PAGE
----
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Rumex mexicanus - Meisn.

Common Name Mexican Dock
Family Polygonaceae
USDA hardiness Coming soon
Known Hazards Plants can contain quite high levels of oxalic acid, which is what gives the leaves of many members of this genus an acid-lemon flavour. Perfectly alright in small quantities, the leaves should not be eaten in large amounts since the oxalic acid can lock-up other nutrients in the food, especially calcium, thus causing mineral deficiencies. The oxalic acid content will be reduced if the plant is cooked. People with a tendency to rheumatism, arthritis, gout, kidney stones or hyperacidity should take especial caution if including this plant in their diet since it can aggravate their condition[238].
Habitats Rich soils, occasionally brackish[43].
Range Western N. America - Newfoundland to British Columbia, south to Maine, Texas and Mexico.
Edibility Rating  
Other Uses  
Weed Potential No
Medicinal Rating  
Care
Moist Soil Semi-shade Full sun
Rumex mexicanus Mexican Dock


USDA-NRCS PLANTS Database / Britton, N.L., and A. Brown. 1913. An illustrated flora of the northern United States, Canada and the British Possessions. 3 vols. Charles Scribner's Sons, New York. Vol. 1
Rumex mexicanus Mexican Dock

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Summary


Physical Characteristics

 icon of manicon of flower
Rumex mexicanus is a PERENNIAL growing to 1 m (3ft 3in) by 0.5 m (1ft 8in).
It is not frost tender. The species is hermaphrodite (has both male and female organs) and are pollinated by Wind. Suitable for: light (sandy), medium (loamy) and heavy (clay) soils and prefers well-drained soil. Suitable pH: acid, neutral and basic (alkaline) soils and can grow in saline soils.
It can grow in semi-shade (light woodland) or no shade. It prefers moist soil.

Synonyms

R. salicifolius mexicanus. (Meisn.)C.L.Hitchc.

Habitats

Woodland Garden Sunny Edge; Dappled Shade;

Edible Uses

Edible Parts: Leaves;  Seed.
Edible Uses:

Young leaves - cooked[46, 61, 105, 161]. Used as greens[257]. Seed - cooked or ground into a powder and used for making gruel or added to cereal flours and used for making bread[105, 161]. The seed is rather small and fiddly to harvest.

Medicinal Uses



Plants For A Future can not take any responsibility for any adverse effects from the use of plants. Always seek advice from a professional before using a plant medicinally.

Astringent;  Emmenagogue;  Febrifuge;  Hepatic;  Infertility;  Poultice.

An infusion of the leaves has been taken by childless women to help them become pregnant[257]. A strong infusion of the root has been used to help a woman become pregnant[257]. The infusion was taken four times a day (upon rising, at midday, at sunset and upon going to bed) for a month[257]. An infusion of the leaves has been used in the treatment of sore throats[257]. A decoction of the white root has been used to regulate the menstrual cycle[257]. There is a suggestion that it was used to facilitate an abortion. A decoction of the red root has been used to treat fevers[257]. A poultice of the crushed root has been used to treat burns[257]. A decoction of the plant has been used to treat intestinal disorders and liver complaints[257]. A decoction of the plant has been used externally to treat swellings and painful joints[257].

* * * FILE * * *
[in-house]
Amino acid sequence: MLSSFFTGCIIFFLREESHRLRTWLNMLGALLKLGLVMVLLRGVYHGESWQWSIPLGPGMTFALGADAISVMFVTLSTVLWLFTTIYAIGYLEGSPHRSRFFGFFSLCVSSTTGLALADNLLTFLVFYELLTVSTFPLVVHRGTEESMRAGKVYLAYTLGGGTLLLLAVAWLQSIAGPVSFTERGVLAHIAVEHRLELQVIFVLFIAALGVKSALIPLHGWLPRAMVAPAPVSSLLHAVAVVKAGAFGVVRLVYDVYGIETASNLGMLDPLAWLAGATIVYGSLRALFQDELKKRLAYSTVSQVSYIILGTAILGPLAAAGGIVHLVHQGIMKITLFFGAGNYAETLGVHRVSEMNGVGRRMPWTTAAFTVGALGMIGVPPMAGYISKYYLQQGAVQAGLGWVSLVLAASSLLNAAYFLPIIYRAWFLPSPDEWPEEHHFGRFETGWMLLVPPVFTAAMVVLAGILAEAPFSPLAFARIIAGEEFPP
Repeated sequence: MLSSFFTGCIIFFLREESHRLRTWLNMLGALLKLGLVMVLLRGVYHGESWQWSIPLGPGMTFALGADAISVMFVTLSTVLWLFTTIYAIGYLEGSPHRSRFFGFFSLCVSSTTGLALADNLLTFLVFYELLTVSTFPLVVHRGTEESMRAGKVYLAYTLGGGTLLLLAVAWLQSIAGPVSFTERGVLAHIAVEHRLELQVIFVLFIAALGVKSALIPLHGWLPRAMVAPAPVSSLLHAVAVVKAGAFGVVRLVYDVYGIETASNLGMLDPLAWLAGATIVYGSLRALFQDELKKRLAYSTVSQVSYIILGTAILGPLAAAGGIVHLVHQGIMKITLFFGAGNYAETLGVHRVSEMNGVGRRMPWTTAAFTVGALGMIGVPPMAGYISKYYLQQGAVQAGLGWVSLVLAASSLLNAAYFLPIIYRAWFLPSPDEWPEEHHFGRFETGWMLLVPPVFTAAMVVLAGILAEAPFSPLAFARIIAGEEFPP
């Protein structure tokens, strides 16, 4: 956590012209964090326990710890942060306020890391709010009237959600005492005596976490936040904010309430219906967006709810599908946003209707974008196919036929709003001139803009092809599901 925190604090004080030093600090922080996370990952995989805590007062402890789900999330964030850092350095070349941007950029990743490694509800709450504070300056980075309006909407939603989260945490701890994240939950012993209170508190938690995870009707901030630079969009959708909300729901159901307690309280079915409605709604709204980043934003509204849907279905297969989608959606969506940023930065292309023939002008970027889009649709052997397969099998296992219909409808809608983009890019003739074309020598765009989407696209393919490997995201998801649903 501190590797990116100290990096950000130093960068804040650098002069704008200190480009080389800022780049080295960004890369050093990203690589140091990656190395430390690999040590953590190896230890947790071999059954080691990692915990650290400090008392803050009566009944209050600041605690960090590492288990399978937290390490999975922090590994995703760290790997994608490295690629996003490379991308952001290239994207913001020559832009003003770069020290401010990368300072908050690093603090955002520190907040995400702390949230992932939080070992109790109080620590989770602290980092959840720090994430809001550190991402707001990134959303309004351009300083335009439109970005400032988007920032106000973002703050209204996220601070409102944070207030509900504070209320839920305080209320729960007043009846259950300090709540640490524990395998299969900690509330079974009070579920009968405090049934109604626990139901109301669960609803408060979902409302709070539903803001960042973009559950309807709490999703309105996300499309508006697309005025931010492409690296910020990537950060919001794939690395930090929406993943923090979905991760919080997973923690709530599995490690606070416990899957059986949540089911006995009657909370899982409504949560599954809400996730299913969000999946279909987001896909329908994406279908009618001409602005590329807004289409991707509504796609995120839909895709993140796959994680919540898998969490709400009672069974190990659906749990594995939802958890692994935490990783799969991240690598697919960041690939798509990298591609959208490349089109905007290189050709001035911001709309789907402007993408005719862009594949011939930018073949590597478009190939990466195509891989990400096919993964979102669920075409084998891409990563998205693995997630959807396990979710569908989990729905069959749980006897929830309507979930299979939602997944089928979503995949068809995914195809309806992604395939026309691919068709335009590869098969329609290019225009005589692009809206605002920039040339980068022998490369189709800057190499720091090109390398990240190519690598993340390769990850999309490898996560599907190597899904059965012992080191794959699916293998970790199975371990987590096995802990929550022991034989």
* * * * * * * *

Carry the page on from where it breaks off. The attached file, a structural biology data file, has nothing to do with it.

Other Uses

Dye;  Tinder.

The dried, crushed roots have been used as a tinder[257]. Although no specific mention has been made for this species, dark green to brown and dark grey dyes can be obtained from the roots of many species in this genus, They do not need a mordant[168].

Cultivation details

Succeeds in most soils, preferring a moist moderately fertile well-drained soil in a sunny position. Plants succeed outdoors at Cambridge Botanical gardens and are growing well in Cornwall[K].

Propagation

Seed - sow spring in a cold frame. When they are large enough to handle, prick the seedlings out into individual pots and plant them out in the summer. Division in spring.

Other Names

If available other names are mentioned here

Found In

Countries where the plant has been found are listed here if the information is available

Weed Potential

Right plant wrong place. We are currently updating this section. Please note that a plant may be invasive in one area but may not in your area so it’s worth checking.

Conservation Status

IUCN Red List of Threatened Plants Status :

Related Plants
Latin NameCommon NameEdibility RatingMedicinal Rating
Rumex abyssinicusSpinach Rhubarb10
Rumex acetosaSorrel, Garden sorrel53
Rumex acetosellaSheeps Sorrel, Common sheep sorrel43
Rumex alpinusAlpine Dock, Munk's rhubarb42
Rumex angiocarpusCommon sheep sorrel10
Rumex aquaticusRed Dock, Western dock13
Rumex arcticusArctic Dock21
Rumex arifoliusMaiden Sorrel10
Rumex berlandieriamamastla10
Rumex browniiSwamp Dock20
Rumex bucephalophorusred dock10
Rumex conglomeratusSharp Dock, Clustered dock12
Rumex crispusCurled Dock, Curly dock23
Rumex daiwoosour dock12
Rumex dentatustoothed dock11
Rumex gmelinii 10
Rumex graminifoliusGrassleaf sorrel10
Rumex hastatus 22
Rumex hydrolapathumGreat Water Dock11
Rumex hymenosepalusCanaigre, Canaigre dock22
Rumex japonicus 20
Rumex longifoliusdooryard dock11
Rumex maritimusGolden Dock12
Rumex nepalensis 12
Rumex obtusifoliusRound-Leaved Dock, Bitter dock12
Rumex occidentalisWestern Dock11
Rumex patientiaHerb Patience31
Rumex paucifoliusFewleaved Dock, Alpine sheep sorrel10
Rumex pulcherFiddle Dock10
12

 

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Meisn.

Botanical References

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Subject : Rumex mexicanus  
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